The Idea

I started writing 'Amelia' over Christmas 2016, whilst reading Andrew Sachs' autobiography. I didn't realise this, but he was German - and grew up as the son of a Jewish man in 1930s Berlin. In his book, he paints an incredible picture of what it was like to be a Jewish child growing up in such disturbing and uncertain times. I came up with the piano part first, and a rough melody - but couldn't work out what the song was about; I just had the lyric 'Amelia'. It was at about 3am after wrestling with it for the whole evening that I realised the song was meant to be about a little girl growing up in Sachs' position. Some of the early pages of Andrew Sachs' autobiography became an important source of inspiration and information for this song.


Musically, I had most of the songwriting done by the end of January - but lyrically I was working on it right up until we recorded it in June. Each time I thought I'd finished it, I'd find a new way to really bring out this idea of an innoncent little girl walking through such an evil situation; I'd find a new rhyme scheme to experiment with or something. It was quite difficult to balance the narrative correctly for this song - I had to land certain words at certain points, so as not too reveal to much early on.

Early Version

I released a little video of myself and Chris Camm performing a version of the song around Holocaust Memorial Day earlier this year. At the time I thought the song was quite close to being finished, but it still had quite a way to go!

Reference points

From the off, I wanted to give 'Amelia' an interesting melody. This Randy Newman song 'In Germany Before The War', has always struck me as really painting a sense of the era and scene through it's melody. When I analysed it I found this is mainly due to the interval of a 6th he uses in the verses - it's not often used in melodies anymore (at least as much as it once was), and really creates a sense of the past; of wistfulness. 

I tried to implement this in 'Amelia' but it didn't work as well as I'd hoped. Instead, I use dissonance in the melody in other ways - throughout the song. Notably, I use major 7ths quite a lot. This was to create a slightly unsettling feel; a sense of 'Amelia' - this bright shining signal reaching out unreceived into this doomed scene. It's particularly effective when the major 7th isn't played by the band - I'm sort of superimposing it into the harmony. It feels a little uncertain. It's subtle, but I think it adds something.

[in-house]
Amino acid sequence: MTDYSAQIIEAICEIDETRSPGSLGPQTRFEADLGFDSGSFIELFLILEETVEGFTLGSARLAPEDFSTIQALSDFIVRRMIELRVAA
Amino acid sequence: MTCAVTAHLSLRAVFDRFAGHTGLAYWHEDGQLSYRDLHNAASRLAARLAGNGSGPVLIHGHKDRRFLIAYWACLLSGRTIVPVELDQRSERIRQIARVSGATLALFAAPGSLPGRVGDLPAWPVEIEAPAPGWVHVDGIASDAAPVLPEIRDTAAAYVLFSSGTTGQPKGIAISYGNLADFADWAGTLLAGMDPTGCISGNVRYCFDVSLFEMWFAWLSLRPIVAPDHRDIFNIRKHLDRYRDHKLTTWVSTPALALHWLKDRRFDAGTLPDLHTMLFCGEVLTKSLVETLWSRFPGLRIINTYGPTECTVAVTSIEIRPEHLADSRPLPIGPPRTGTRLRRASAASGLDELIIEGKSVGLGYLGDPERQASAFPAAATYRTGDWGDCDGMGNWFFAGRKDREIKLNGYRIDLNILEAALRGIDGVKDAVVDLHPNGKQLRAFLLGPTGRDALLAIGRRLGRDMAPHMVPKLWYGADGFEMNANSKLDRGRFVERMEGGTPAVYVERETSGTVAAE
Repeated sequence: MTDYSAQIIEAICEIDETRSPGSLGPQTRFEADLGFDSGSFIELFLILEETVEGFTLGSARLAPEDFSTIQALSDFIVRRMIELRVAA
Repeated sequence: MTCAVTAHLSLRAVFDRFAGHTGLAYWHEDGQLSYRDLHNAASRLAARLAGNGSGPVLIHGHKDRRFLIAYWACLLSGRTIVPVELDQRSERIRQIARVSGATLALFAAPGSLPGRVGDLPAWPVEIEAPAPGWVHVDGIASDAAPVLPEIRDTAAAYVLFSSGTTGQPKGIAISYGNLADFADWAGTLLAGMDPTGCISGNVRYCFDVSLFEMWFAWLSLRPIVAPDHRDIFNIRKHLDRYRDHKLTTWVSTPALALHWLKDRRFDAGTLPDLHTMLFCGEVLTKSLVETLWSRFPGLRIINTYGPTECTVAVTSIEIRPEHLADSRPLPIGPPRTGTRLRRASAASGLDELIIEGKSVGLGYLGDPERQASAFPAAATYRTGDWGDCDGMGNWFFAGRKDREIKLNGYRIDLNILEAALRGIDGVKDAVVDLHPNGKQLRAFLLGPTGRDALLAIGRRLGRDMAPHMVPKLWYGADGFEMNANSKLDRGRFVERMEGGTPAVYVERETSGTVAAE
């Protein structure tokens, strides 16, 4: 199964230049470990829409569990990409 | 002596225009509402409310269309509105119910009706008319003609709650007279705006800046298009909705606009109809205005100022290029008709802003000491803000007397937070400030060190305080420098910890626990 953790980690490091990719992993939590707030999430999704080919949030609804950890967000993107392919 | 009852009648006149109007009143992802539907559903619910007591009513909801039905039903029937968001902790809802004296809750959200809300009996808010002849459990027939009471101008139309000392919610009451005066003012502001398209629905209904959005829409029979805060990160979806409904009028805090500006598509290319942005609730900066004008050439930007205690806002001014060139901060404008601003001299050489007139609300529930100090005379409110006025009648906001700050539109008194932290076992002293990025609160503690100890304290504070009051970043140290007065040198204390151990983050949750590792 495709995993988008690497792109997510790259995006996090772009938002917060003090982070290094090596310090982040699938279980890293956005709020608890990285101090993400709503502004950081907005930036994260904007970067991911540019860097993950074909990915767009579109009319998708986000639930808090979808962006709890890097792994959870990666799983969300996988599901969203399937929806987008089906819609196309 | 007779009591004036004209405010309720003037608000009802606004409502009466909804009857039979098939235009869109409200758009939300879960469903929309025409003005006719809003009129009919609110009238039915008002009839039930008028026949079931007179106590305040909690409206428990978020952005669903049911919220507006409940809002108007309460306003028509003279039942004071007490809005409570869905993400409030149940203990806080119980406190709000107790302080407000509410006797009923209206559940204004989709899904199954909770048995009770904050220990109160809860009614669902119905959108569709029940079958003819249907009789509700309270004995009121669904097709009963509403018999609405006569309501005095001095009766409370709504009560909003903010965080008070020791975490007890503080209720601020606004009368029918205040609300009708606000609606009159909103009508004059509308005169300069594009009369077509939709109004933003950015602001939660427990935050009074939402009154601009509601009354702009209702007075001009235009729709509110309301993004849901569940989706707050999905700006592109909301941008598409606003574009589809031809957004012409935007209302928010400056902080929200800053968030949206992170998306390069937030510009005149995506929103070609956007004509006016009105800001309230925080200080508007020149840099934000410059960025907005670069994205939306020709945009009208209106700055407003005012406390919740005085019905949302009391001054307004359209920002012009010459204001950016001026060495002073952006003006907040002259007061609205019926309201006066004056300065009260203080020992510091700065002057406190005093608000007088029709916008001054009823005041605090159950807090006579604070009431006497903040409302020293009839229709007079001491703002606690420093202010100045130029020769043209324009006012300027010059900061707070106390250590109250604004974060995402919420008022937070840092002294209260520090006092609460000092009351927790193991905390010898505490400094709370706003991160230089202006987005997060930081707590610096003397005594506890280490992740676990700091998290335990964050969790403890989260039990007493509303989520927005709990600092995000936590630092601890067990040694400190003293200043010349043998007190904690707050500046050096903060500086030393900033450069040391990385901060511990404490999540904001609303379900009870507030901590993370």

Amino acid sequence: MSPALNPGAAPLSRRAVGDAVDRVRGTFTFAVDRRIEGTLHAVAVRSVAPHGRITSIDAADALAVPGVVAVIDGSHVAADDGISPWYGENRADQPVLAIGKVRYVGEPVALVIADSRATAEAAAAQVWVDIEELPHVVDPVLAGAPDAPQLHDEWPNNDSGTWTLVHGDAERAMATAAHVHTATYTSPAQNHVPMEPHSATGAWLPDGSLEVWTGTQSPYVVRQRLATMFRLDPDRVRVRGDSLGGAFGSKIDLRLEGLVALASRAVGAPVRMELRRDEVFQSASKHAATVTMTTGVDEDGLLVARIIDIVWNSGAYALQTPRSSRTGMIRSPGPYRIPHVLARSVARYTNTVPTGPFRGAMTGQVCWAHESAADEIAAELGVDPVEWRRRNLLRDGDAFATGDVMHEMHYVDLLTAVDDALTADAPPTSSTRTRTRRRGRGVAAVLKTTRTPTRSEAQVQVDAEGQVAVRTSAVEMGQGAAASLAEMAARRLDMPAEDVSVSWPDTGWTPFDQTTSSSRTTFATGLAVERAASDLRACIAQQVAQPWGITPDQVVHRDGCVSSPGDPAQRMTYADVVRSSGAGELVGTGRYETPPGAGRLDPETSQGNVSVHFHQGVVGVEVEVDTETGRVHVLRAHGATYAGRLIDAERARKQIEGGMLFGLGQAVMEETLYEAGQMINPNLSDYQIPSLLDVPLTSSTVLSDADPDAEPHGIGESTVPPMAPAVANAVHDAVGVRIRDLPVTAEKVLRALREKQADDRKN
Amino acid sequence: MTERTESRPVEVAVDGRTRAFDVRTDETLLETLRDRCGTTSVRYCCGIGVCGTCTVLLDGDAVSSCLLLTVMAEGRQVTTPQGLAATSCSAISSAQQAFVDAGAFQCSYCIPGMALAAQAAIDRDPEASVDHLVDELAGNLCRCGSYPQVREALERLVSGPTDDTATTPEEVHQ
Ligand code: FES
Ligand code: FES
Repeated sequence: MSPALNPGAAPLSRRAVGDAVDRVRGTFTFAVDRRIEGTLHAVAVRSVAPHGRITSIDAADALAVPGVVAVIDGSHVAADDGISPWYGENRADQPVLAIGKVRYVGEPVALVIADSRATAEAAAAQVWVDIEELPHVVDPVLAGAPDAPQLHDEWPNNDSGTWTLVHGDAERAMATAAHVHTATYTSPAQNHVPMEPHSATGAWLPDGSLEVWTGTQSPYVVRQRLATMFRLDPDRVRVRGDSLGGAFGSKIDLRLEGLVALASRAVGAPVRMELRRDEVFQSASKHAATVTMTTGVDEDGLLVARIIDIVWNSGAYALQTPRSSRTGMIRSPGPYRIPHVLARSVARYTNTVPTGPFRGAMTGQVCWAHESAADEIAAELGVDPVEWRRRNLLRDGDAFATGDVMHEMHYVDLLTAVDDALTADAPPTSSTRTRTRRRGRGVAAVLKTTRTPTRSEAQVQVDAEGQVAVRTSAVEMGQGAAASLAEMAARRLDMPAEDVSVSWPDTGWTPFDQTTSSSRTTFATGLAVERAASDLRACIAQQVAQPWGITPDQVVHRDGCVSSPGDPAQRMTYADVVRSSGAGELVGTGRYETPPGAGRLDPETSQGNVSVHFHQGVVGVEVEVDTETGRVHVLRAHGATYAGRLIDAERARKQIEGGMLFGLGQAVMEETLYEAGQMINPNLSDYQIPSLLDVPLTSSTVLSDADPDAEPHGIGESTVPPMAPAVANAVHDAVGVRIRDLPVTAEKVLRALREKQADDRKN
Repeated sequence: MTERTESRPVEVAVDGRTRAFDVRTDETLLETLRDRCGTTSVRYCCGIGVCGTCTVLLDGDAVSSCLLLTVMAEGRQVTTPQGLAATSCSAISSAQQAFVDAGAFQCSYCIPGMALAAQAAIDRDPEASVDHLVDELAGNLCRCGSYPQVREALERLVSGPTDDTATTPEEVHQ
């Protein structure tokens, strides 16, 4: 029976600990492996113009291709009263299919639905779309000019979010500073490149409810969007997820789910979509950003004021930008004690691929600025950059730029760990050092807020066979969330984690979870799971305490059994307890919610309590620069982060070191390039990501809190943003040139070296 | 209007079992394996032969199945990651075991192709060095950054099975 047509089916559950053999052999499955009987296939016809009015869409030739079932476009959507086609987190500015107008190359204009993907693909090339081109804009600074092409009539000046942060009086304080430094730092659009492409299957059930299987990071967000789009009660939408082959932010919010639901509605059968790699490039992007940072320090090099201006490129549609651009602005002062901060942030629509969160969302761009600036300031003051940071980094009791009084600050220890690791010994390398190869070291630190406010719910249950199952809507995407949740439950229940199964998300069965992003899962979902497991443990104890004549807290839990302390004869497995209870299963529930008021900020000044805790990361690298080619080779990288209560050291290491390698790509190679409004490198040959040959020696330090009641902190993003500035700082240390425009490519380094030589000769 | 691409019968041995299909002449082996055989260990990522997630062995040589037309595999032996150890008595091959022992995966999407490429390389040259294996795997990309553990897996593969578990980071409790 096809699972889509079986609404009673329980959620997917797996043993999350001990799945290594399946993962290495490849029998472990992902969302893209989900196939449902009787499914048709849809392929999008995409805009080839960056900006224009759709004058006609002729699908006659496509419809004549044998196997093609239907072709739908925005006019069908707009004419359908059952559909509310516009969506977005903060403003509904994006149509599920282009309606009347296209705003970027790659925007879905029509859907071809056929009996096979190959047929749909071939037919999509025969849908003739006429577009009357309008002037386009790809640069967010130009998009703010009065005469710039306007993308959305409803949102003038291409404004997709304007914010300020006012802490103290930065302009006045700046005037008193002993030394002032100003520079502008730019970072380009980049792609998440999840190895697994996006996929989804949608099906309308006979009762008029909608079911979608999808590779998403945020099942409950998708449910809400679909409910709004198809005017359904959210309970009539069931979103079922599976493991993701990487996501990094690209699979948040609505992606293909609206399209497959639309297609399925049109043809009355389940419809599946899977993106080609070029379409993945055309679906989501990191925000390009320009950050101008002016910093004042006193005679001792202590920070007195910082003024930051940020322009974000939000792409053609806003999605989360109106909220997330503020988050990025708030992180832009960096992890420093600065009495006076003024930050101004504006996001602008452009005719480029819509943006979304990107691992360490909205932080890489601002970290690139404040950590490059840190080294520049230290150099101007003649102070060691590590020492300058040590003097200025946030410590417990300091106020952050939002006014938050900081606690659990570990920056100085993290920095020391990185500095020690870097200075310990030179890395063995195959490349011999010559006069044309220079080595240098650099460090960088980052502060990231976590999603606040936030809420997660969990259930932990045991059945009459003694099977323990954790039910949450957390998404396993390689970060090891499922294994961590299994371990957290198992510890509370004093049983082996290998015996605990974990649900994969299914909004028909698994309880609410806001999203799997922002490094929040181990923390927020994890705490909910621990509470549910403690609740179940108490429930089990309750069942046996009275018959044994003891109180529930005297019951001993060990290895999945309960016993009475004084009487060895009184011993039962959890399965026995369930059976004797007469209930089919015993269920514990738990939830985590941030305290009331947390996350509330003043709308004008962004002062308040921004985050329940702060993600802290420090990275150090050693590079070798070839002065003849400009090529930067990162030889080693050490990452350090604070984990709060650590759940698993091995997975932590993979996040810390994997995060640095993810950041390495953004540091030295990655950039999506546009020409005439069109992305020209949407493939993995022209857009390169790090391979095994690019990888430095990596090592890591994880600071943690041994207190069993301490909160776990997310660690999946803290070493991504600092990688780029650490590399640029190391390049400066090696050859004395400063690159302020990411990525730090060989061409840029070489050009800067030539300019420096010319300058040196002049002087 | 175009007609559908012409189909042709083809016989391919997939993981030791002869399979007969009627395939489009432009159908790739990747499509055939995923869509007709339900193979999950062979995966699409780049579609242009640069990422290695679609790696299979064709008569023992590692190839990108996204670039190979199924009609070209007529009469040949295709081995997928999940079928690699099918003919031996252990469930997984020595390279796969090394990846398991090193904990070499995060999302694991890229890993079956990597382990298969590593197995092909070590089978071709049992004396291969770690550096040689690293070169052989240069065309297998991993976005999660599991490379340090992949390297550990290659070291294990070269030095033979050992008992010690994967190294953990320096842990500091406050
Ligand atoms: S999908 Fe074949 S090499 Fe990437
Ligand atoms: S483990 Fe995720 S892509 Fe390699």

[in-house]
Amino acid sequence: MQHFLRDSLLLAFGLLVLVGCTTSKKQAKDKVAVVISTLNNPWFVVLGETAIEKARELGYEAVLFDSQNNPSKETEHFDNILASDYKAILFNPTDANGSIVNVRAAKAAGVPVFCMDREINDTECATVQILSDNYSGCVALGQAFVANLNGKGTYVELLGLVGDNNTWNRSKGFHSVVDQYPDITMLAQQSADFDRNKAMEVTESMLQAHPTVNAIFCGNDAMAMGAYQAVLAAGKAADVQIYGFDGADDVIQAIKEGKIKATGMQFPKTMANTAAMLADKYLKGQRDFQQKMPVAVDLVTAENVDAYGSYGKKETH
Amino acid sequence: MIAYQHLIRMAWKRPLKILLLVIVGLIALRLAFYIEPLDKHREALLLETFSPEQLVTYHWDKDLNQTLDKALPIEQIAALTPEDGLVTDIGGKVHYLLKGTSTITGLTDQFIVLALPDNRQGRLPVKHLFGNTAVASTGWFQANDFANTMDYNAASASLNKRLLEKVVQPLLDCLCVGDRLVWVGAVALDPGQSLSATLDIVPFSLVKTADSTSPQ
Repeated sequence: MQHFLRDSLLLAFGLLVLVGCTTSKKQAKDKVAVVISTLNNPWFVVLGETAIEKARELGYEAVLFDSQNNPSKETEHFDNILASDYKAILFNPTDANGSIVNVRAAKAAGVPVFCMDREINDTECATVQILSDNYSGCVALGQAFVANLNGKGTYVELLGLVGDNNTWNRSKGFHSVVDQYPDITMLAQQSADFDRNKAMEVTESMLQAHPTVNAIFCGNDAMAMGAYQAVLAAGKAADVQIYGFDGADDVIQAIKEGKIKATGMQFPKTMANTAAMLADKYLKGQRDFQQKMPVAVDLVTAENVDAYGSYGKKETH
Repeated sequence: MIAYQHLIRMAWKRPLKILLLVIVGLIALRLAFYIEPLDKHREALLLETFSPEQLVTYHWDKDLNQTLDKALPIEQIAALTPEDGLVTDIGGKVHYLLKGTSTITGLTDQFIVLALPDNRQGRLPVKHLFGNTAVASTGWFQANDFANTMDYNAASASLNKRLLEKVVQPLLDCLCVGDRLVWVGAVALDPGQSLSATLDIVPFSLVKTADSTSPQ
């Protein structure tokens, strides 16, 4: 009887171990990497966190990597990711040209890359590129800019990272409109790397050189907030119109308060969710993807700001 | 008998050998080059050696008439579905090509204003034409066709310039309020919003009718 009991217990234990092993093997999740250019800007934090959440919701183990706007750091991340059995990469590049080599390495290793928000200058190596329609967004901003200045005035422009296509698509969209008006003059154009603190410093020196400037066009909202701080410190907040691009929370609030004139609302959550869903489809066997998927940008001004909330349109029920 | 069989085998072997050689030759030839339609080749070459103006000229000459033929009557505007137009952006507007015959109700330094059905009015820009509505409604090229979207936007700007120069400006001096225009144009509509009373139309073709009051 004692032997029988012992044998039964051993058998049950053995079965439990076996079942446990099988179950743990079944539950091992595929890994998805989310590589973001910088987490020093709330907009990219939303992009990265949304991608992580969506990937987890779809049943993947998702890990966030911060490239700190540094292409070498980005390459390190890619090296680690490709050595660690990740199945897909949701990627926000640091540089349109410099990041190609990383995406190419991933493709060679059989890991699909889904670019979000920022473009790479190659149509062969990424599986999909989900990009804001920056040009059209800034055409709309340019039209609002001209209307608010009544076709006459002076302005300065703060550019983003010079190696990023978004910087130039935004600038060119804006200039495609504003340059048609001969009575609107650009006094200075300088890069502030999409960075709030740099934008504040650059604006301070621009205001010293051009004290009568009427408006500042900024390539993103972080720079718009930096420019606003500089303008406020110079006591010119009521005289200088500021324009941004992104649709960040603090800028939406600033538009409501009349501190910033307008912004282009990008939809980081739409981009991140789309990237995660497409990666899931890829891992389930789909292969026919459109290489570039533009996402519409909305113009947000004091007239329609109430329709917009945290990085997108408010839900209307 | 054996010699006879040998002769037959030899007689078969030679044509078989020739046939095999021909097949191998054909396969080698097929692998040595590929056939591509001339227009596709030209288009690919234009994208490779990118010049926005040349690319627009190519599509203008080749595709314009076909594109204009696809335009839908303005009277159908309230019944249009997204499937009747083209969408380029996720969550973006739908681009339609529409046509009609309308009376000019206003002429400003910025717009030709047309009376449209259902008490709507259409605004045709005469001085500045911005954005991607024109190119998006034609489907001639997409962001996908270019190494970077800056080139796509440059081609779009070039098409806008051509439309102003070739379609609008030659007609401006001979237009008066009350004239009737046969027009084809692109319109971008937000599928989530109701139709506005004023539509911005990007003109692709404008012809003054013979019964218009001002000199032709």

Here are quite a few demos. Some are very rough (they sound like somebody playing piano for the first time!), and some of the later ones are a little less so - but still quite a way from how the song sounds on the album.


Like most of the album, Amelia was recorded with us all in the same room. It's a live recording - everything happening at the same time. This was probably my favourite day of recording we had. There was an awesome vibe in the studio, we all had a really great time. Greg (drums), Chris (piano) and Frazer (double bass) absolutely smashed this one - and Tim and Frankie did an amazing job engineering.


You can hear 'Amelia' on my new album 'Throwing & Catching', when it's released on 21st November... 

You can pre-order the album here

Management & Booking

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